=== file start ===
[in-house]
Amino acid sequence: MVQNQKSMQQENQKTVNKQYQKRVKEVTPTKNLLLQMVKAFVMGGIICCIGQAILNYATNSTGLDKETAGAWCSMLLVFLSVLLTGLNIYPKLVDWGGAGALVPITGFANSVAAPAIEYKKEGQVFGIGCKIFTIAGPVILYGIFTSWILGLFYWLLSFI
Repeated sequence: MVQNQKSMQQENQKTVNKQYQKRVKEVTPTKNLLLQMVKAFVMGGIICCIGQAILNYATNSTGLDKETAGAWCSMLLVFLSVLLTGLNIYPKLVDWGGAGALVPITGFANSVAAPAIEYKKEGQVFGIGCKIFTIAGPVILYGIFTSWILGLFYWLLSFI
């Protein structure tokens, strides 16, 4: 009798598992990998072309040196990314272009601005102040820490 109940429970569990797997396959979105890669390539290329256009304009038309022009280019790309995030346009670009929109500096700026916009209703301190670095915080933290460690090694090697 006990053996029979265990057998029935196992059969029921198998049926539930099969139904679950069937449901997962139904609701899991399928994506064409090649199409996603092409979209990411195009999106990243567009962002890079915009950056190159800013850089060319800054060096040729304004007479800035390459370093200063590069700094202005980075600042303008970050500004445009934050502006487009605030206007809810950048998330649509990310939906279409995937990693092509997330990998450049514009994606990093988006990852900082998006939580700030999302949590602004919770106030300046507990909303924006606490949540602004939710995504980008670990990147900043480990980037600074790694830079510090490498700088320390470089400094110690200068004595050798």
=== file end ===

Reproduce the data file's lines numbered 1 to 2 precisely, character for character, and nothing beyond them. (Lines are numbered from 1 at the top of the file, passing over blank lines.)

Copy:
[in-house]
Amino acid sequence: MVQNQKSMQQENQKTVNKQYQKRVKEVTPTKNLLLQMVKAFVMGGIICCIGQAILNYATNSTGLDKETAGAWCSMLLVFLSVLLTGLNIYPKLVDWGGAGALVPITGFANSVAAPAIEYKKEGQVFGIGCKIFTIAGPVILYGIFTSWILGLFYWLLSFI